Archives for the Date March 27th, 2020

Out of the Clear Blue Sky: Milestones, Part 1


A/N: Aggh, forgot to put this up on tumblr last night when I put it on AO3. Better late than never, right? 😬😘 Thought the world could use some fluffy Pilot!Frasers right about now. This is part 1 of a 2-shot, set in my Out of the Clear Blue Sky universe in the early days of Jamie and Claire’s relationship.

PART ONE: Vancouver

Twenty-eight days.

It had been twenty-eight days since I’d last laid eyes on Jamie Fraser — since I’d left him half-asleep and smiling in a rumpled hotel bed in Tel Aviv. I’d whispered a promise to see him again soon, and his hand had snaked out from under the covers to find mine, drawing me down to him for a parting kiss.

“Til we meet again, Sassenach,” he’d murmured, his voice groggy with sleep and tender enough to warm me to my bones. I’d left the hotel room smiling, touching my lips and daydreaming about the next place we’d meet, and what we’d do with and to one another when we got there.

Anxious to expedite the process, I began lingering at restaurants and coffee shops in the Delta terminals, scanning the crowds for him in every airport where I had a layover long enough to do so. It was only a matter of time, I reasoned; since our first night together at Heathrow, we’d never gone longer than eleven days without bumping into one another by sheer coincidence. I thought that surely choosing central locations near Jamie’s potential gates would shorten that duration significantly.

Of course, I came to find out much later that Jamie had been doing the exact same thing — hovering near the Virgin Atlantic gates, hoping to bump into me. 

And so we missed each other, every time. 

For twenty-eight days.

The night I finally saw him again was an unremarkable Tuesday in Vancouver. I was sat on a metal barstool in the international terminal, nursing a rum and Coke, half-watching a football match on the telly. I’d flown in from London an hour ago, and my return flight didn’t leave until morning. It had been a bloody long day, and I was knackered; at that moment, the idea of curling up at the hotel with a book, some room service, and a few bottles of liquor from the mini-bar sounded like bliss. 

Still, I couldn’t bring myself to turn in without at least trying. Not on a night like this, when we could actually have time together if I did find him.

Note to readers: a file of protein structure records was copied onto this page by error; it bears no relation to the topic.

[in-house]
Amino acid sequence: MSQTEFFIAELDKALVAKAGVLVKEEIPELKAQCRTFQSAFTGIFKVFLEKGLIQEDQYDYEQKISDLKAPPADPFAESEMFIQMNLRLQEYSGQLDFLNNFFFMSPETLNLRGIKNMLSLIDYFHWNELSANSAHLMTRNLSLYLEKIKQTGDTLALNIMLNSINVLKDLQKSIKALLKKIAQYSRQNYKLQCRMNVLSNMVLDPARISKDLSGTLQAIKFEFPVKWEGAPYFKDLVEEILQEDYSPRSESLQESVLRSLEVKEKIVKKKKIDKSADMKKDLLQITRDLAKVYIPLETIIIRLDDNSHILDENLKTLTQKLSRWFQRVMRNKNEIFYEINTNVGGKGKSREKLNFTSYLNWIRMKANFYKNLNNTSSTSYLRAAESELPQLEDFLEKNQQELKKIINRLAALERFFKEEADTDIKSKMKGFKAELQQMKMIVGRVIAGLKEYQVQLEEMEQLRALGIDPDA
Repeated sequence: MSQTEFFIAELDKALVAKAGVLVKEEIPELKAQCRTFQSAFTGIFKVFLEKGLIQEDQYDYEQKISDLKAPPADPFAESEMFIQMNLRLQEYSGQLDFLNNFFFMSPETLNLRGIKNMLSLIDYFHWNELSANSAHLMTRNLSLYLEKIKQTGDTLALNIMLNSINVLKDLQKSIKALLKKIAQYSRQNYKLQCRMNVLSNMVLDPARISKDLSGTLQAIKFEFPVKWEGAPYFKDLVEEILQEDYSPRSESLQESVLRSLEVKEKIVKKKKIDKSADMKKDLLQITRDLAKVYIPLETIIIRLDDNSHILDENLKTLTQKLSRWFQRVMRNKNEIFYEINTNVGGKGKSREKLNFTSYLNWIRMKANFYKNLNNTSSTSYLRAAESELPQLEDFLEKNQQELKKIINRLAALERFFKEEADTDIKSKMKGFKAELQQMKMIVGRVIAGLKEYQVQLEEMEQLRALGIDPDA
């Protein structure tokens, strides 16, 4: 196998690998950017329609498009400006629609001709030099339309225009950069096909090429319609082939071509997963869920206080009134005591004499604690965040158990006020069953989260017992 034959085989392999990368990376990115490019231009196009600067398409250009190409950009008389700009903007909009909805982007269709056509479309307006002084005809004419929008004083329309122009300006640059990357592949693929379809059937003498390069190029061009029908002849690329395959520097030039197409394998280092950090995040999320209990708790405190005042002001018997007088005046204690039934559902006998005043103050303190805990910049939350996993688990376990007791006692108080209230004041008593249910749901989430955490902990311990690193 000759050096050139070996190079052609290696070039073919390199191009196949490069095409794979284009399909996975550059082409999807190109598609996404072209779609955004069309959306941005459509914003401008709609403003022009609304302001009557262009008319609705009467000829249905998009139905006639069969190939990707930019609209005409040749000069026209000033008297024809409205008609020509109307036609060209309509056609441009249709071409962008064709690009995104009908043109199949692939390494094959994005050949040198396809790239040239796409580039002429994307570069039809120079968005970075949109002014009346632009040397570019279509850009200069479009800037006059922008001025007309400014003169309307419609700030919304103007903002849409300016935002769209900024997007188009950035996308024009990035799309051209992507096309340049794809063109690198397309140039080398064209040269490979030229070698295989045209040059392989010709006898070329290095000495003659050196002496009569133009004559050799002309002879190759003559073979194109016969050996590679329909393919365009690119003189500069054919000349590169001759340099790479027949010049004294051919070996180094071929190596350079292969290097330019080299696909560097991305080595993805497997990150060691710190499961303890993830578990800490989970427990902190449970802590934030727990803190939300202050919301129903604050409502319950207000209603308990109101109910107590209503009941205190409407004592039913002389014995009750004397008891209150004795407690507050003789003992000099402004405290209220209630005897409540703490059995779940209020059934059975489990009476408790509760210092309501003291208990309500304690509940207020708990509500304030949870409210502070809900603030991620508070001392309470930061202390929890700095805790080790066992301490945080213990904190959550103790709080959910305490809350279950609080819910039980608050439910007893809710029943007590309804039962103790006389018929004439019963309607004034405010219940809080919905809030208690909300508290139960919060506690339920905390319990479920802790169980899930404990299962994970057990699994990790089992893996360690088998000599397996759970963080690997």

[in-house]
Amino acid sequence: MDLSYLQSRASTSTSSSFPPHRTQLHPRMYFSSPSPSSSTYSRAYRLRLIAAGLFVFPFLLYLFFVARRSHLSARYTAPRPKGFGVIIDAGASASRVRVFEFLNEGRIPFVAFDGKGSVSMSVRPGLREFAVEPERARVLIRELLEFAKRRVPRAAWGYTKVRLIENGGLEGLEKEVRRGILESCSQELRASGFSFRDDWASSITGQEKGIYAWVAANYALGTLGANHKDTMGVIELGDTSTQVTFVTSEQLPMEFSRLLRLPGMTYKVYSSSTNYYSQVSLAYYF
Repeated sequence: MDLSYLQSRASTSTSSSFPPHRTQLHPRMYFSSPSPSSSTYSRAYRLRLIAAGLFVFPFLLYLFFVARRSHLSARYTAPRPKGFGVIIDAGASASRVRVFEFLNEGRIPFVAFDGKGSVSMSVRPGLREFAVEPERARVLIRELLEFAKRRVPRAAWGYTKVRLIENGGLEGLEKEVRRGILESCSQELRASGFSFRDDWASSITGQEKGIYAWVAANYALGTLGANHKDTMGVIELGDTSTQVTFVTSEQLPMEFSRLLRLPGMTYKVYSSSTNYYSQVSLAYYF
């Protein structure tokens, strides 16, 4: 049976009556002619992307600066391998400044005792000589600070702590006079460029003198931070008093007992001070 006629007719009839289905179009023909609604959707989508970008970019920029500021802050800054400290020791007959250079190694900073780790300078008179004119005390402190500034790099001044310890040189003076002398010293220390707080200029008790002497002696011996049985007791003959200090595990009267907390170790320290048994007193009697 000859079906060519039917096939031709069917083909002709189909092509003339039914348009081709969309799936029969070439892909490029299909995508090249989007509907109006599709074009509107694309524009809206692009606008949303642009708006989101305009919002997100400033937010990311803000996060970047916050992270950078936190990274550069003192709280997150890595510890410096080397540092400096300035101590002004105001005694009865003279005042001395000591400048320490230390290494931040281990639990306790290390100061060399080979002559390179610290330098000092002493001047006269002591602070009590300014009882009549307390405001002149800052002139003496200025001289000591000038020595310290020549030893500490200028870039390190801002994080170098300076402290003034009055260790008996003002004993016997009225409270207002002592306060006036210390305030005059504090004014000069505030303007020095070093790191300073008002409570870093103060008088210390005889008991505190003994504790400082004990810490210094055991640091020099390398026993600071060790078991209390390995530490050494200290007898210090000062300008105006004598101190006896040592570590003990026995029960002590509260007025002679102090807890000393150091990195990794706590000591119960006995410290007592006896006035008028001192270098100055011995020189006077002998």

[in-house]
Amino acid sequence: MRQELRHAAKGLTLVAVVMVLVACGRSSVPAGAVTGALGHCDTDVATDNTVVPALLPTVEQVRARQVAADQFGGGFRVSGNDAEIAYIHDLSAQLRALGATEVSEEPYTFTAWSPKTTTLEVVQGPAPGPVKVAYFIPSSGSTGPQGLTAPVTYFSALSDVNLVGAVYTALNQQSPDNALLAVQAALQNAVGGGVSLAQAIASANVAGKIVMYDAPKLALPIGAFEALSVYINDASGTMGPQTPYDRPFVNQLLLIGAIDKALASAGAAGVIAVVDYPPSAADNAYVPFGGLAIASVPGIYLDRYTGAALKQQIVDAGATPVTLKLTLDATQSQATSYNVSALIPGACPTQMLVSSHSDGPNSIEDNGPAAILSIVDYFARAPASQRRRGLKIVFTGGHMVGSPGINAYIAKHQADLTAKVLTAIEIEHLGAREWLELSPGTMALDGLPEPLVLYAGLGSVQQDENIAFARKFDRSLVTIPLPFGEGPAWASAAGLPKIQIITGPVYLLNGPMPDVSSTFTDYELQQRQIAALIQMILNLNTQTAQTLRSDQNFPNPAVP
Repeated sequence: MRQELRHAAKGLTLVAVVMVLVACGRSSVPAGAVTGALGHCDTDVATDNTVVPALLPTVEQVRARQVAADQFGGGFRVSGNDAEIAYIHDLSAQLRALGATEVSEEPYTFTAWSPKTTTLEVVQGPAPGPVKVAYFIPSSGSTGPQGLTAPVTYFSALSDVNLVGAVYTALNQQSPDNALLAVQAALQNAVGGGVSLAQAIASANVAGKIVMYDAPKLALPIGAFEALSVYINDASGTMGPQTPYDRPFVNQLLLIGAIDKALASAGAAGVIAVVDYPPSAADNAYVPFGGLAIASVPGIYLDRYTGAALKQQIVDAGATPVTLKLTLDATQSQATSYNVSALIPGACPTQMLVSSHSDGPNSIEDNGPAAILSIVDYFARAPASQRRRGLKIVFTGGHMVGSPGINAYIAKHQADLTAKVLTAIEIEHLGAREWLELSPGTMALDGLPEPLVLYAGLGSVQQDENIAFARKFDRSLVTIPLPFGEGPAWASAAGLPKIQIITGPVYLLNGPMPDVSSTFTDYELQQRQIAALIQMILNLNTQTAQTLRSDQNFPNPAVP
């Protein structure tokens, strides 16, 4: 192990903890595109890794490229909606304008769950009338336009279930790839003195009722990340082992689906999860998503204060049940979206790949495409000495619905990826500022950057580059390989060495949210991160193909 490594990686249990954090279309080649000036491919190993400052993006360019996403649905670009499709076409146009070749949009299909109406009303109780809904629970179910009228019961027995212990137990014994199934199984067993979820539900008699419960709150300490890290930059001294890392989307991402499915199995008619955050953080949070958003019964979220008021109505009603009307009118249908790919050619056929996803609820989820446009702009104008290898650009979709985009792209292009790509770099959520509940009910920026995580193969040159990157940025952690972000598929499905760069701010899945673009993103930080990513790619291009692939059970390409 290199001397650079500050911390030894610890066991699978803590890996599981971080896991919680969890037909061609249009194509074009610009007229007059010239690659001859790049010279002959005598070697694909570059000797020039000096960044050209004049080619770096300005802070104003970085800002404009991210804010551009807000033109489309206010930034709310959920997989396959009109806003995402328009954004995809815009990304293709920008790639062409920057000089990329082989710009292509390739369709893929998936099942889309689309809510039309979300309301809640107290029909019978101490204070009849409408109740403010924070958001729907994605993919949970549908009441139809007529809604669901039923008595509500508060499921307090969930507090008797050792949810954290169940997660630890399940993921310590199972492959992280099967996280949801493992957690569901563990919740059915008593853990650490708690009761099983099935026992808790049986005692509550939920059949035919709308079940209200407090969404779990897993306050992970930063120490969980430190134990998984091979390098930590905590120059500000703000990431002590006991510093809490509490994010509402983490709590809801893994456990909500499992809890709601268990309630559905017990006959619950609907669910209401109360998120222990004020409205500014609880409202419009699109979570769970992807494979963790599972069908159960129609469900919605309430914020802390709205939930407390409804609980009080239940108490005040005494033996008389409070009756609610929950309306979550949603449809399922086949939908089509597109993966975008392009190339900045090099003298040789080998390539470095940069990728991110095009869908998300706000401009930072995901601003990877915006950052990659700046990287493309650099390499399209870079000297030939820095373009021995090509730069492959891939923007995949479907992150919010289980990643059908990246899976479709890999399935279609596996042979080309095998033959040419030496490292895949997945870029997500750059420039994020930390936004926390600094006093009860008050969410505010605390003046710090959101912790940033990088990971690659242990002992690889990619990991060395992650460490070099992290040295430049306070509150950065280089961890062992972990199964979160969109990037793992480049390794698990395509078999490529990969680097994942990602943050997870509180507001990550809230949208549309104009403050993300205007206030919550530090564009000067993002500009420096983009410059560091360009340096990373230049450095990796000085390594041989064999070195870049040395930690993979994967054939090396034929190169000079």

But after so many fruitless days spent doing exactly this — waiting and watching, hoping for a glimpse of him in the crowd — my hopes of actually spotting Jamie were at an all-time low. I had just about decided to pack it in, call it a night as soon as I finished the last of my drink.

So, naturally, that was the moment he finally reappeared, out of the clear blue sky. 

I’d glanced up at the telly to watch Spain score a goal, taken a deep drink of my rum and Coke. When I looked back down again, I choked on the burning mouthful.

There he was. Standing just across the hallway, not twenty feet away, waiting in line at Starbucks. His back was to me, but even without the glimpse of soft red curls peeking out from beneath his pilot’s cap, I would have known that silhouette anywhere.

For a moment I simply stared at him, completely dumbfounded, unable to believe my eyes. I must have stopped breathing, because I could feel the blood rushing to my head, and the world suddenly began to swim precariously around me. I forced two quick, shallow breaths through lungs that felt like a vise, and then I was moving, my heart hammering frantically against my sternum.


Keep reading…

Why we need masks for all



Okay, I am going to put myself out here: we need masks for all. If you live in a country that doesn’t have widespread use of masks in public, this one is for you.


Here is a graph of coronavirus trajectories by country. All those countries in blue have widespread public use of masks, in addition to other measures.

Obviously I am not basing all of this on a few countries that have managed to slow the spread. Here is a
to a summary of 33 scientific papers that show that masks (even handmade ones, we’ll get to that) reduce spread of infection for the general population. Many of these studies are themselves meta-analyses of data. The evidence is mounting that public mask usage is an important strategy to reduce COVID-19 transmission. I want to highlight this paper in particularly which modeled that public mask usage could slow or even stop the spread of an influenza pandemic.

(The CDC and WHO still maintain that healthy people should not wear masks. Preserving them for healthcare workers is important, but that is a separate question from whether they work or not. It seems likely from the evidence presented above that they do help at least somewhat)

Of course, is a nationwide shortage of masks in most countries. Medical grade masks must be reserved for healthcare
workers (if you have some, look for local ways to donate them, many
hospitals are accepting donations). So where do we get the masks for the public? We
follow the lead of the Czech Republic and Taiwan and make our own. Here is a great summary of how the Czech Republic went from 0 to 100% public mask usage, in less than two weeks.


A person makes masks and a “mask tree” where neighbors could donate handmade masks to others. Note that masks (or anything really) can be effectively sterilized by heating above 70C (158F) either in the oven for paper masks or using regular cycle in your washer and dryer for cloth masks.

Studies have shown even basic household materials like t-shirts can be effective at blocking droplets that contain viruses.